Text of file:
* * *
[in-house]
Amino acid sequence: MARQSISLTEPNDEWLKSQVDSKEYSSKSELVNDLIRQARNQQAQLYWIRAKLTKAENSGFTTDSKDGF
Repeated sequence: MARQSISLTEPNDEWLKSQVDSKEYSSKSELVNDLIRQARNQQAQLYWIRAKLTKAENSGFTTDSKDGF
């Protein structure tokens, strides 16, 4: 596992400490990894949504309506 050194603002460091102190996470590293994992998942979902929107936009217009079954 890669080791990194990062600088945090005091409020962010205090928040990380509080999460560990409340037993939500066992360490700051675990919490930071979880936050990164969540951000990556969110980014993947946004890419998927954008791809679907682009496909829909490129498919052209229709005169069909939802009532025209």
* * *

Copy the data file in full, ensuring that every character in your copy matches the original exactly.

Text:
[in-house]
Amino acid sequence: MARQSISLTEPNDEWLKSQVDSKEYSSKSELVNDLIRQARNQQAQLYWIRAKLTKAENSGFTTDSKDGF
Repeated sequence: MARQSISLTEPNDEWLKSQVDSKEYSSKSELVNDLIRQARNQQAQLYWIRAKLTKAENSGFTTDSKDGF
């Protein structure tokens, strides 16, 4: 596992400490990894949504309506 050194603002460091102190996470590293994992998942979902929107936009217009079954 890669080791990194990062600088945090005091409020962010205090928040990380509080999460560990409340037993939500066992360490700051675990919490930071979880936050990164969540951000990556969110980014993947946004890419998927954008791809679907682009496909829909490129498919052209229709005169069909939802009532025209």